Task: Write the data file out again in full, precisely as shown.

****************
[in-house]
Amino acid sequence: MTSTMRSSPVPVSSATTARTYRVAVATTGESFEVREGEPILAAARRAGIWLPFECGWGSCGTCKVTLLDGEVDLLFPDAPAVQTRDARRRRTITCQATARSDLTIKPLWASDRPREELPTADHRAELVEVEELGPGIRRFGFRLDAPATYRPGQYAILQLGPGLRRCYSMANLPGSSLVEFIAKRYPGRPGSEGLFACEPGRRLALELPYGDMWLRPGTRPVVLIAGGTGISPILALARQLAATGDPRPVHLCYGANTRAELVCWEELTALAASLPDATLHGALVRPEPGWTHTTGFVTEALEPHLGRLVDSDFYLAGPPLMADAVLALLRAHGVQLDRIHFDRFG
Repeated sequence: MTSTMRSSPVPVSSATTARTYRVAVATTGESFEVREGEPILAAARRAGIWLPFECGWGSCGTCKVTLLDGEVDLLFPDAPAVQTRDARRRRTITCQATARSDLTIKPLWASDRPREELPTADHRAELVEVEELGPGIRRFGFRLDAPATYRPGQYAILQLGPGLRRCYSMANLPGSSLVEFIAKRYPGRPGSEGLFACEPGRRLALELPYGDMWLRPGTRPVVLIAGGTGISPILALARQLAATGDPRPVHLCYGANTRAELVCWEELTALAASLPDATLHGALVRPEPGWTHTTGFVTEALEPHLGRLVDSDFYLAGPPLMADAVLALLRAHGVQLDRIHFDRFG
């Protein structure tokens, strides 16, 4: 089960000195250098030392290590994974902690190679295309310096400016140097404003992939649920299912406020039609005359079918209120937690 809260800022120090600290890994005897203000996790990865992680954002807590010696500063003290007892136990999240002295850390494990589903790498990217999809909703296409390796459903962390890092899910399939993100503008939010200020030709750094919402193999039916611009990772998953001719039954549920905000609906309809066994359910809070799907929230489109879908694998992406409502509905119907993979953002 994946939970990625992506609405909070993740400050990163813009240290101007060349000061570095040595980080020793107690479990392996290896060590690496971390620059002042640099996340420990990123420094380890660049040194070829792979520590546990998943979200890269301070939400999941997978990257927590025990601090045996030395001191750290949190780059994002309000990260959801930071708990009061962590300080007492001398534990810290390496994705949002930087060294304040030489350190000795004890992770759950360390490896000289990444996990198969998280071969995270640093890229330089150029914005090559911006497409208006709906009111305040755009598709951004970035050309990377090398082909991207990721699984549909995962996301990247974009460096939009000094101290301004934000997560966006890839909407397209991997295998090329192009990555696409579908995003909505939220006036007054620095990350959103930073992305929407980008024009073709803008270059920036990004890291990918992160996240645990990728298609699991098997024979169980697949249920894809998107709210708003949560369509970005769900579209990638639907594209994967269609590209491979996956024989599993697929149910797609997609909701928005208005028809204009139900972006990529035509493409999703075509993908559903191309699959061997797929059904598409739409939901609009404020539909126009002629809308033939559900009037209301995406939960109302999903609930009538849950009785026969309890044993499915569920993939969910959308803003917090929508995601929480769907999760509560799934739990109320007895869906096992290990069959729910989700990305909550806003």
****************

[in-house]
Amino acid sequence: MTSTMRSSPVPVSSATTARTYRVAVATTGESFEVREGEPILAAARRAGIWLPFECGWGSCGTCKVTLLDGEVDLLFPDAPAVQTRDARRRRTITCQATARSDLTIKPLWASDRPREELPTADHRAELVEVEELGPGIRRFGFRLDAPATYRPGQYAILQLGPGLRRCYSMANLPGSSLVEFIAKRYPGRPGSEGLFACEPGRRLALELPYGDMWLRPGTRPVVLIAGGTGISPILALARQLAATGDPRPVHLCYGANTRAELVCWEELTALAASLPDATLHGALVRPEPGWTHTTGFVTEALEPHLGRLVDSDFYLAGPPLMADAVLALLRAHGVQLDRIHFDRFG
Repeated sequence: MTSTMRSSPVPVSSATTARTYRVAVATTGESFEVREGEPILAAARRAGIWLPFECGWGSCGTCKVTLLDGEVDLLFPDAPAVQTRDARRRRTITCQATARSDLTIKPLWASDRPREELPTADHRAELVEVEELGPGIRRFGFRLDAPATYRPGQYAILQLGPGLRRCYSMANLPGSSLVEFIAKRYPGRPGSEGLFACEPGRRLALELPYGDMWLRPGTRPVVLIAGGTGISPILALARQLAATGDPRPVHLCYGANTRAELVCWEELTALAASLPDATLHGALVRPEPGWTHTTGFVTEALEPHLGRLVDSDFYLAGPPLMADAVLALLRAHGVQLDRIHFDRFG
């Protein structure tokens, strides 16, 4: 089960000195250098030392290590994974902690190679295309310096400016140097404003992939649920299912406020039609005359079918209120937690 809260800022120090600290890994005897203000996790990865992680954002807590010696500063003290007892136990999240002295850390494990589903790498990217999809909703296409390796459903962390890092899910399939993100503008939010200020030709750094919402193999039916611009990772998953001719039954549920905000609906309809066994359910809070799907929230489109879908694998992406409502509905119907993979953002 994946939970990625992506609405909070993740400050990163813009240290101007060349000061570095040595980080020793107690479990392996290896060590690496971390620059002042640099996340420990990123420094380890660049040194070829792979520590546990998943979200890269301070939400999941997978990257927590025990601090045996030395001191750290949190780059994002309000990260959801930071708990009061962590300080007492001398534990810290390496994705949002930087060294304040030489350190000795004890992770759950360390490896000289990444996990198969998280071969995270640093890229330089150029914005090559911006497409208006709906009111305040755009598709951004970035050309990377090398082909991207990721699984549909995962996301990247974009460096939009000094101290301004934000997560966006890839909407397209991997295998090329192009990555696409579908995003909505939220006036007054620095990350959103930073992305929407980008024009073709803008270059920036990004890291990918992160996240645990990728298609699991098997024979169980697949249920894809998107709210708003949560369509970005769900579209990638639907594209994967269609590209491979996956024989599993697929149910797609997609909701928005208005028809204009139900972006990529035509493409999703075509993908559903191309699959061997797929059904598409739409939901609009404020539909126009002629809308033939559900009037209301995406939960109302999903609930009538849950009785026969309890044993499915569920993939969910959308803003917090929508995601929480769907999760509560799934739990109320007895869906096992290990069959729910989700990305909550806003």